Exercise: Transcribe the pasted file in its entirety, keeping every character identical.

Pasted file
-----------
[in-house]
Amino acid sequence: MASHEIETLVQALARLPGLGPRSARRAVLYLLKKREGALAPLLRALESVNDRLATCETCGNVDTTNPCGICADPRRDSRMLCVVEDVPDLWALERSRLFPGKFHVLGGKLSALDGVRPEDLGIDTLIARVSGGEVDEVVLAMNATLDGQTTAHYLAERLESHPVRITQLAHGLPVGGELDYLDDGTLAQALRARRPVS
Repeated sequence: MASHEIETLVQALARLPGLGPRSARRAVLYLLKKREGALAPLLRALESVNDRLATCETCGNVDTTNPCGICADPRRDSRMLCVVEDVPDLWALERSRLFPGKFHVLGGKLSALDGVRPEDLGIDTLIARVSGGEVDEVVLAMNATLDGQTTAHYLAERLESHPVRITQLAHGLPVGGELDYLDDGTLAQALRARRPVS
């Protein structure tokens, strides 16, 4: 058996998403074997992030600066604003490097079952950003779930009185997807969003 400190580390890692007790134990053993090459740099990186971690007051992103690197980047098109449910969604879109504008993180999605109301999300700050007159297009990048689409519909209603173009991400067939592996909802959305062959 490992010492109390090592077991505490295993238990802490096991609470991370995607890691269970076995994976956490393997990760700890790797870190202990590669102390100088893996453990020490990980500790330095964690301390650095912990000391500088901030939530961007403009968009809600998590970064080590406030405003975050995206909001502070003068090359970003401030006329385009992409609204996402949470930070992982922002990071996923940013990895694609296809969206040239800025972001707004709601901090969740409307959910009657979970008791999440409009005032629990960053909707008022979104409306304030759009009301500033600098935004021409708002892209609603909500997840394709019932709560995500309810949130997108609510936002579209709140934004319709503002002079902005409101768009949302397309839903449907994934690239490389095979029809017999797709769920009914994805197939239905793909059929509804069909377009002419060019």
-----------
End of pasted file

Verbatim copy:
[in-house]
Amino acid sequence: MASHEIETLVQALARLPGLGPRSARRAVLYLLKKREGALAPLLRALESVNDRLATCETCGNVDTTNPCGICADPRRDSRMLCVVEDVPDLWALERSRLFPGKFHVLGGKLSALDGVRPEDLGIDTLIARVSGGEVDEVVLAMNATLDGQTTAHYLAERLESHPVRITQLAHGLPVGGELDYLDDGTLAQALRARRPVS
Repeated sequence: MASHEIETLVQALARLPGLGPRSARRAVLYLLKKREGALAPLLRALESVNDRLATCETCGNVDTTNPCGICADPRRDSRMLCVVEDVPDLWALERSRLFPGKFHVLGGKLSALDGVRPEDLGIDTLIARVSGGEVDEVVLAMNATLDGQTTAHYLAERLESHPVRITQLAHGLPVGGELDYLDDGTLAQALRARRPVS
């Protein structure tokens, strides 16, 4: 058996998403074997992030600066604003490097079952950003779930009185997807969003 400190580390890692007790134990053993090459740099990186971690007051992103690197980047098109449910969604879109504008993180999605109301999300700050007159297009990048689409519909209603173009991400067939592996909802959305062959 490992010492109390090592077991505490295993238990802490096991609470991370995607890691269970076995994976956490393997990760700890790797870190202990590669102390100088893996453990020490990980500790330095964690301390650095912990000391500088901030939530961007403009968009809600998590970064080590406030405003975050995206909001502070003068090359970003401030006329385009992409609204996402949470930070992982922002990071996923940013990895694609296809969206040239800025972001707004709601901090969740409307959910009657979970008791999440409009005032629990960053909707008022979104409306304030759009009301500033600098935004021409708002892209609603909500997840394709019932709560995500309810949130997108609510936002579209709140934004319709503002002079902005409101768009949302397309839903449907994934690239490389095979029809017999797709769920009914994805197939239905793909059929509804069909377009002419060019």